Now as you may have guessed, challenges that we are trying to overcome are actually the best opportunities to study and learn.

People often set their own goals and deadlines, but there’s no point if the goals and deadlines are not challenging enough. The point is to make a challenge that is difficult enough such that we have to learn something or get better to accomplish it.

There are many challenges that we are facing, but how do we tackle these challenges effectively? And if there are so many challenges, how do we know which are more important?

Let’s begin with listing down the things we have to consider when trying to overcome challenges:

  1. Resources: Time, Knowledge, Morale.Resources are the things we need to use to finish the challenge. Do we have sufficient amount at the beginning? If we have sufficient amount of resources, then try to increase the difficulty of the challenge. Time: Do we have enough time to finish the challenge? Knowledge: Do we have the correct, sufficient knowledge to carry the execution competently? Morale: Do we have enough commitment, enthusiasm, and discipline to carry it thoroughly?
  2. Planning: Schedule, Execution, Precaution.Planning is how the challenge should be carried through, how the execution should be constructed. Schedule: How will we manage the executions within the time limit? Execution: What are the things we plan to do to complete the challenges? Precaution: What will we do in advance if there is a flaw in the schedule/execution?
  3. Reward: Improvement, Revenue, Reputation.Reward is how the challenge will have any effect on ourselves and how we will benefit from the challenge. Improvement: How will this challenge improve anything in our lives? Revenue: Will this challenge give us some kind of income? Reputation: Will our reputation be affected positively?

After we’ve answered these questions, go for a challenge that is most rewarding, and go for a challenge with only one insufficient resource. A challenge that lacks 2 of the resources (time, knowledge, morale) will often be very hard for us to carry out properly.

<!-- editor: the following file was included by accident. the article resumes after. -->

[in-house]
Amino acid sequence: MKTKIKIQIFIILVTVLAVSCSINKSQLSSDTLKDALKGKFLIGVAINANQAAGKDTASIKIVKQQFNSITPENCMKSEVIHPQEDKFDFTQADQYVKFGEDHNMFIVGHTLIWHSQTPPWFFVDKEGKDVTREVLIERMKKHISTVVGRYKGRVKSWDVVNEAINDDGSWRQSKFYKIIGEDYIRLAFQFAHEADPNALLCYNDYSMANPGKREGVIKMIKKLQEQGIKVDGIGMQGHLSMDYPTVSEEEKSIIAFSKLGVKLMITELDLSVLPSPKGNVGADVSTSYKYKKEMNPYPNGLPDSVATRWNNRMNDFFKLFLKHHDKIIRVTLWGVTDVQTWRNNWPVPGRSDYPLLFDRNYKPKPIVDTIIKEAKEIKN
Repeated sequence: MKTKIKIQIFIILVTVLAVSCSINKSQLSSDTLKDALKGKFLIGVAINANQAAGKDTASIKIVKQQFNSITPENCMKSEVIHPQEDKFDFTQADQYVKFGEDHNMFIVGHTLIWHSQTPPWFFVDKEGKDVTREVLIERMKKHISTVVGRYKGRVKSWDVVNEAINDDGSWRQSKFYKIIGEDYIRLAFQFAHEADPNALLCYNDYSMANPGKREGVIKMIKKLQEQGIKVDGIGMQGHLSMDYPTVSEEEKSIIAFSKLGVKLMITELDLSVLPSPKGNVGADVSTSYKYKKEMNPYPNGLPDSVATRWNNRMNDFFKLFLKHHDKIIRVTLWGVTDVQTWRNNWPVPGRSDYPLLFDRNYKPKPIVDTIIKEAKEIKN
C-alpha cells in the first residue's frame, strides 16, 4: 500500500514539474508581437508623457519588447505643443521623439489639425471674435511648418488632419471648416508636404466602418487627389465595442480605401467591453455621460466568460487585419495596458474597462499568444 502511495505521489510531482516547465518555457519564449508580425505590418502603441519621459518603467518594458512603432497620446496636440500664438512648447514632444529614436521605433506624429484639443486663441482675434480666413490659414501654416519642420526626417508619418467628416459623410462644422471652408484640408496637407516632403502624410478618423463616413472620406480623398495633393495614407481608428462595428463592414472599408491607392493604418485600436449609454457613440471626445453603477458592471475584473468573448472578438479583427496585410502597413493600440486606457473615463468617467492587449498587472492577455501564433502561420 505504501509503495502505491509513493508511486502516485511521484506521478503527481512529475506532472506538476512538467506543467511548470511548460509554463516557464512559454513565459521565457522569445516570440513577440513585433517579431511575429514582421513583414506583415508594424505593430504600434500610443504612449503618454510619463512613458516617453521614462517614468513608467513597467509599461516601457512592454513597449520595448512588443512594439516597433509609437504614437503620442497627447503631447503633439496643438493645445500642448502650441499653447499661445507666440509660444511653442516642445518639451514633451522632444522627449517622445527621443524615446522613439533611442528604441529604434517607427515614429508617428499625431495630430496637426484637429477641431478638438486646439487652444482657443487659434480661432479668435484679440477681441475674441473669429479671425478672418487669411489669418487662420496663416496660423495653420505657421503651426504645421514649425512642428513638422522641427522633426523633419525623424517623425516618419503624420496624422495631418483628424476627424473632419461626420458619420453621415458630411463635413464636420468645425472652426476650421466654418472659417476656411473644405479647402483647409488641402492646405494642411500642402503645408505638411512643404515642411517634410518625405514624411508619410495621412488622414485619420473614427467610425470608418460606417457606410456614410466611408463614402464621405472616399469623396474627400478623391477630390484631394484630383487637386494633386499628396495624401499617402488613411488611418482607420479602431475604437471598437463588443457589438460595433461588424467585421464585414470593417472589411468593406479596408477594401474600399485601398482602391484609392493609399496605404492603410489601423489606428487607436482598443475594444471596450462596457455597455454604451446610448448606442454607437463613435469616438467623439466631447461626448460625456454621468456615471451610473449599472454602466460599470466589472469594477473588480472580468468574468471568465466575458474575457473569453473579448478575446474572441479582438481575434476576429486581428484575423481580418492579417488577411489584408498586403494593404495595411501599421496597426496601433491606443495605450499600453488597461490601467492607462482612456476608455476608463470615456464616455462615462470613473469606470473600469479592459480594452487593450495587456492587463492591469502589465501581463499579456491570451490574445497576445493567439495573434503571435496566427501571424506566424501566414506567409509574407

Example Case:

Working Out

Time: 1-2 hours a week, for a year, manageable (+)

Knowledge: Knowing types of physical training, types of stretching (+)

Morale: Hates working out (-)

Schedule: Every Monday and Friday

Execution: Push-ups, Sit-ups, 15-mins Jogging, finished by stretching.

Precaution: If Monday or Friday is unavailable, shift to Sunday/ Thursday

Improvement: Better health, body image improvements. (+)

Revenue: No (-)

Reputation: Being healthy gives good impressions (+)

When we write things down, we will know for sure what we will face within the challenge itself, and we can come up with better strategy in the future. Every time we feel the negativity in the challenge (lack of time, lack of knowledge, lack of morale), we can always look at this list. Read the resources and notice that we have more sufficient ones. Read the rewards and we will feel more justification of why we should complete it.

So what else are you waiting for? Plan yourself a challenge and finish it.

When we are trying to accomplish those challenges, we will study and learn naturally. And what we’ve studied and learned will stick with us longer because finishing a challenge is a fulfilling experience, it’s not just another textbook quiz.

“Do not pray for an easy life, pray for the strength to endure a difficult one”

– Bruce Lee